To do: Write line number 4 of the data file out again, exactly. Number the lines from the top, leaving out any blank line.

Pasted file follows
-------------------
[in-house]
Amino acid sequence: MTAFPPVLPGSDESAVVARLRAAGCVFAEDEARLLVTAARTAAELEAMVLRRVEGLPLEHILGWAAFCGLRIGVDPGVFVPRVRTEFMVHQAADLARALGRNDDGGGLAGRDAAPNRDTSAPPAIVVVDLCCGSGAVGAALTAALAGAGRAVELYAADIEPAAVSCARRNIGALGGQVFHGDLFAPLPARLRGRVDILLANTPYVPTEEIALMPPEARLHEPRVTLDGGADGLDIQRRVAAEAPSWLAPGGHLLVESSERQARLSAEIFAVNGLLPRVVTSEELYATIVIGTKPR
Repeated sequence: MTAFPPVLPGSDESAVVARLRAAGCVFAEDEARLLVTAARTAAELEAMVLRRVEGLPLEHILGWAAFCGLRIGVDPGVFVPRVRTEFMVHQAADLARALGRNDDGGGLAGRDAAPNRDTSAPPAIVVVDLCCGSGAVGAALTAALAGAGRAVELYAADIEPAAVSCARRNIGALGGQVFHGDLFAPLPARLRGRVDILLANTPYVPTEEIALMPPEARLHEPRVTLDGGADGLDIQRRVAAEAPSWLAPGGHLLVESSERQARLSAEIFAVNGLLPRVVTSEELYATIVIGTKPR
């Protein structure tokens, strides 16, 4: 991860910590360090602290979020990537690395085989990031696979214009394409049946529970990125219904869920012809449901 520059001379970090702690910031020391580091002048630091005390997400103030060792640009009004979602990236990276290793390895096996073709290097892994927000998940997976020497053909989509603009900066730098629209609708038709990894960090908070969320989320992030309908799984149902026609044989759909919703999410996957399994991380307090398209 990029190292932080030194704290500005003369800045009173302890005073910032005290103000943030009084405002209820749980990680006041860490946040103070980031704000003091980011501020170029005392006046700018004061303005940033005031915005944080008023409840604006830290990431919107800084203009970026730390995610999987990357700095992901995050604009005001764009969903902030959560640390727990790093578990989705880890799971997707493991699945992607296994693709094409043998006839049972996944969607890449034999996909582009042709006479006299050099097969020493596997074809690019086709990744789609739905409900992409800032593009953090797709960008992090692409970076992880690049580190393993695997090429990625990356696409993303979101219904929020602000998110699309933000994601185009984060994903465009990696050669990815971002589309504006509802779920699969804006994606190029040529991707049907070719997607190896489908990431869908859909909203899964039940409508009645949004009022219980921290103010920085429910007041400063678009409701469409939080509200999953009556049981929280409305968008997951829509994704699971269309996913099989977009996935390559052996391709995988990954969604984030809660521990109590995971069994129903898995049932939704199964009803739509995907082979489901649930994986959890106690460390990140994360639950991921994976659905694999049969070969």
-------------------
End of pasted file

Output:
């Protein structure tokens, strides 16, 4: 991860910590360090602290979020990537690395085989990031696979214009394409049946529970990125219904869920012809449901 520059001379970090702690910031020391580091002048630091005390997400103030060792640009009004979602990236990276290793390895096996073709290097892994927000998940997976020497053909989509603009900066730098629209609708038709990894960090908070969320989320992030309908799984149902026609044989759909919703999410996957399994991380307090398209 990029190292932080030194704290500005003369800045009173302890005073910032005290103000943030009084405002209820749980990680006041860490946040103070980031704000003091980011501020170029005392006046700018004061303005940033005031915005944080008023409840604006830290990431919107800084203009970026730390995610999987990357700095992901995050604009005001764009969903902030959560640390727990790093578990989705880890799971997707493991699945992607296994693709094409043998006839049972996944969607890449034999996909582009042709006479006299050099097969020493596997074809690019086709990744789609739905409900992409800032593009953090797709960008992090692409970076992880690049580190393993695997090429990625990356696409993303979101219904929020602000998110699309933000994601185009984060994903465009990696050669990815971002589309504006509802779920699969804006994606190029040529991707049907070719997607190896489908990431869908859909909203899964039940409508009645949004009022219980921290103010920085429910007041400063678009409701469409939080509200999953009556049981929280409305968008997951829509994704699971269309996913099989977009996935390559052996391709995988990954969604984030809660521990109590995971069994129903898995049932939704199964009803739509995907082979489901649930994986959890106690460390990140994360639950991921994976659905694999049969070969």